For those that lived and toiled in the Lower East Side, the pushcart served as a reminder of home and at the same time it was a stepping stone to prosperity. Back in the shtetls and cities of Old Europe pushcarts were a common sight. Under Tsarist rule Jews could not rent or own land and so the peddling of goods was one of the few ways in which they could earn a living. Upon arrival to the United States, peddling was a job recommended by friends and relatives. In 1880, one could rent a cart for 10 cents and then stock the cart with an assortment of goods ranging from produce, fish, pickles, clothing, to prayer books. For observant Jews peddling was a job that allowed for the continued observance of the Sabbath and other Jewish holidays. Instead of toiling away for a boss in a tenement sweatshop peddling made it a possible to be one’s own boss and gradually work up to a more permanent and successful situation.
Visit the Lower East Side today and you’ll find family businesses that are living testimonies to the pushcart. When Hyman Moscot arrived in the neighborhood in 1899, he began by selling ready-made eyewear from a pushcart on Orchard Street. By 1915, he had opened his first store and today Moscot spans across five generations. In 1907 Polish immigrant Joel Russ began by selling Polish mushrooms on his shoulders before earning enough to purchase his own cart. Today Russ & Daughters has expanded to several locations across the city and recently celebrated 100 years in the food business.
By the 1930’s, however, anti-pushcart rhetoric was once again at the forefront and in 1938 Mayor Fiorello La Guardia laid out a case against the pushcarts. In the New York Times he argued that the “open pushcart market is not only antiquated and unnecessary, but also in many instances, unsanitary. In almost every instance these peddlers are a danger to themselves and to others by creating traffic congestion.” Using federal money La Guardia created new indoor markets such as the Essex Street Market, which required peddlers to apply for a limited number of stalls. In the attempt to professionalize and “Americanize” the pushcart vendors, street business drastically declined. By the 1970’s business owners on Orchard Street attempted to revive the open market atmosphere of decades past by instituting street closures on Sundays. This move did attract many New Yorkers back to the Lower East Side as a way to find the best bargains on everything from designer clothes to underwear. And while La Guardia’s Essex Street Market has shrunk in size over the past several decades, their main building now houses a mix of vendors ranging from a botanica, an immigrant multi-generational butcher shop and a gourmet cheese shop.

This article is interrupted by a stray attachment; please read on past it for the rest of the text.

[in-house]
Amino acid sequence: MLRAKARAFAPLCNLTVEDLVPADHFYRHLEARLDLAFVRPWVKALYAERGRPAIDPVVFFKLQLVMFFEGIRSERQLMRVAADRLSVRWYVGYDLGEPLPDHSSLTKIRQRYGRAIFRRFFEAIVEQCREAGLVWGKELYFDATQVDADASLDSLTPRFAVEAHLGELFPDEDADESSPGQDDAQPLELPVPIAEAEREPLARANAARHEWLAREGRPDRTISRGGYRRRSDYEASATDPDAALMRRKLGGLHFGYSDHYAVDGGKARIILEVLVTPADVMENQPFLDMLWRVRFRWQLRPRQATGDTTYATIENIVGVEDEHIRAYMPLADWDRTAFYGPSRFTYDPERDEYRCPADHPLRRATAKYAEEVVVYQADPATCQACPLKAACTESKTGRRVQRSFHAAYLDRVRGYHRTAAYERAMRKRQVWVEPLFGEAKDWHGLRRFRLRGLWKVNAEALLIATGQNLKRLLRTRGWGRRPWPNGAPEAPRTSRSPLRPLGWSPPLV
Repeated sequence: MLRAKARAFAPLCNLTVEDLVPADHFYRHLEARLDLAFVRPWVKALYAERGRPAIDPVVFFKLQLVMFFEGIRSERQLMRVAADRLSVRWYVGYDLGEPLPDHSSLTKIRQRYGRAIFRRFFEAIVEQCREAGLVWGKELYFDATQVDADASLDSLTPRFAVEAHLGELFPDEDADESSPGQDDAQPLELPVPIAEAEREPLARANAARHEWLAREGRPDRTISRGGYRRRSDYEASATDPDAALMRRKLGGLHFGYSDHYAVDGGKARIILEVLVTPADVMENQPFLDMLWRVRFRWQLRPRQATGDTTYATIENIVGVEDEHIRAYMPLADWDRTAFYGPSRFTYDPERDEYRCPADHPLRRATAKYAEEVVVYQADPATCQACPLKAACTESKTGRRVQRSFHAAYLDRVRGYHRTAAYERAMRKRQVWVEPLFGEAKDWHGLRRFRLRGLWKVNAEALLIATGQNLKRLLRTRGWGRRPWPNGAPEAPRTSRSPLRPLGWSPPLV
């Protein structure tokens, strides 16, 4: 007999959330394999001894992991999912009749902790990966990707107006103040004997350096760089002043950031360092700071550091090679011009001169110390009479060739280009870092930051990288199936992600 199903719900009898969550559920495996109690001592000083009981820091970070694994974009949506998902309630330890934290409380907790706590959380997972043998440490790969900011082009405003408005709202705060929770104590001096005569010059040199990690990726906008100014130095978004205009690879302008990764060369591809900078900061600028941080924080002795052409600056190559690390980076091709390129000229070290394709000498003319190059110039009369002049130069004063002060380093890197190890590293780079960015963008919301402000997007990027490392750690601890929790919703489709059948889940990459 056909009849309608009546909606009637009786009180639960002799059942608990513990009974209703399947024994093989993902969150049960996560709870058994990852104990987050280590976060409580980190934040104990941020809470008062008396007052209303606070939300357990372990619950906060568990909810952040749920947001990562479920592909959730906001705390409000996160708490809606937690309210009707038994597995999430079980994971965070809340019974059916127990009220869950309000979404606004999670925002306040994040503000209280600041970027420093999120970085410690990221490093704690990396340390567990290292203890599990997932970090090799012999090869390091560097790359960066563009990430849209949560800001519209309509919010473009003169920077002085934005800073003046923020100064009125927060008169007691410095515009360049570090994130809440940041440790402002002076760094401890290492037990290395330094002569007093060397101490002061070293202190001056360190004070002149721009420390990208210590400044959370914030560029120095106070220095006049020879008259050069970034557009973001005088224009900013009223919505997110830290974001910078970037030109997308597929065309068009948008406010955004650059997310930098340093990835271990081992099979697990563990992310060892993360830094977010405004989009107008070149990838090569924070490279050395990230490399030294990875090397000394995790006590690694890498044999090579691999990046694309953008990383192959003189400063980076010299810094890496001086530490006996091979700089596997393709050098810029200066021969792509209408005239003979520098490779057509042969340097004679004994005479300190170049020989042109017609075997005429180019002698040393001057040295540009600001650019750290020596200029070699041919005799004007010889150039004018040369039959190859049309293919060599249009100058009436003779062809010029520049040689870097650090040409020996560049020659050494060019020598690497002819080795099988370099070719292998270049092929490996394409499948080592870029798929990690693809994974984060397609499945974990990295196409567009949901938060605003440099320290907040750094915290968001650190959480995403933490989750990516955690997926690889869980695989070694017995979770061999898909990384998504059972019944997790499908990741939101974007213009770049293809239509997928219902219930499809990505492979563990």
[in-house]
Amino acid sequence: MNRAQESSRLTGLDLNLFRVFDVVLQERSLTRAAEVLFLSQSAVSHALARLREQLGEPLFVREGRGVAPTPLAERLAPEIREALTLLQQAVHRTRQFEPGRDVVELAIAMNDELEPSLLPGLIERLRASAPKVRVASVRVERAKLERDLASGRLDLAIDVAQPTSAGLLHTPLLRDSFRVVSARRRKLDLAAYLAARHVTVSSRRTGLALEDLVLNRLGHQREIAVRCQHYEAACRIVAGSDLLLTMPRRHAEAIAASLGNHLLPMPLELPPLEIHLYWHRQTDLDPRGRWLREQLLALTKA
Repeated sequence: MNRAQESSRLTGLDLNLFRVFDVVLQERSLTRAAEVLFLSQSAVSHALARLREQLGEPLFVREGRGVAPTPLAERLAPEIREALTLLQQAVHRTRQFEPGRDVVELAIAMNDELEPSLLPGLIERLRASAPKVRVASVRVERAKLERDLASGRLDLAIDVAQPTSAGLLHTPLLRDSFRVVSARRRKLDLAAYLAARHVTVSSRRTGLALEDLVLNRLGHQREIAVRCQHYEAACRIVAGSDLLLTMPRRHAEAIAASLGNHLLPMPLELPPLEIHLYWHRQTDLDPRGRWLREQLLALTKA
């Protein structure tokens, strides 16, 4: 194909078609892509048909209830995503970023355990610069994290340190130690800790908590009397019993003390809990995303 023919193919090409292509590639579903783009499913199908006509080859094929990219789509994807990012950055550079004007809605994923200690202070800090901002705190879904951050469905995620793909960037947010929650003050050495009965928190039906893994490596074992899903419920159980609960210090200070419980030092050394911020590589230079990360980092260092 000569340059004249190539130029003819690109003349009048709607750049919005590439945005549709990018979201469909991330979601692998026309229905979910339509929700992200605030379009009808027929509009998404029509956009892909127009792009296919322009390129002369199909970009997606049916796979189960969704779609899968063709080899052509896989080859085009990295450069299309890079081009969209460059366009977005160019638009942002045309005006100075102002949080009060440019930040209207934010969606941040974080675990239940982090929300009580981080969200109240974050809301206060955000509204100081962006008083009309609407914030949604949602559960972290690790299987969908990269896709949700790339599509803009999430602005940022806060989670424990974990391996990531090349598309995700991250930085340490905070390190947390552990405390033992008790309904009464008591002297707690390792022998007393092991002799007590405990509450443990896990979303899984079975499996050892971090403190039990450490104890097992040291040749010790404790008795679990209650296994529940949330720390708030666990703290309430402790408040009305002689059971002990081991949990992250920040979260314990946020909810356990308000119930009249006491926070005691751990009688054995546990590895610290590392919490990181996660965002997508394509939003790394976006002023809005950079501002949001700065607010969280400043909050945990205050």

In many ways there has been a revival of the street vendor. In New York you can take guided tours of food carts and across the country food trucks are a new way to experience global cuisine on a local level. During the holiday season you can find pop up outdoor markets selling artisanal products. While outdoor markets and street food are now considered trendy at the same time government licensing policies makes it extremely difficult for vendors to obtain permits, which forces them into a black-market system. Penalties result in very high fines, even for licensed vendors. Currently New York City only leases 4,200 permits although new legislation recently proposed by the City Council may increase the number of food vendors allowed to peddle. While changes to the street vending policies have yet to remain seen, there is no doubt that peddling is one of the oldest hustles towards the American Dream. Whether you celebrate or bemoan their presence on the street the peddlers and their carts remain a living embodiment of immigrant entrepreneurship and aspiration on the move.
Rachel Serkin is Senior Educator at the Museum at Eldridge Street. Today “The Jewish Ghetto in Postcards: From Eastern Europe to the Lower East Side,” an exhibition of early twentieth century postcards from the Blavatnik Archive now on display at the Museum at Eldridge Street recalls the era of mass Jewish immigration and the crowded market streets of the Jewish Lower East Side.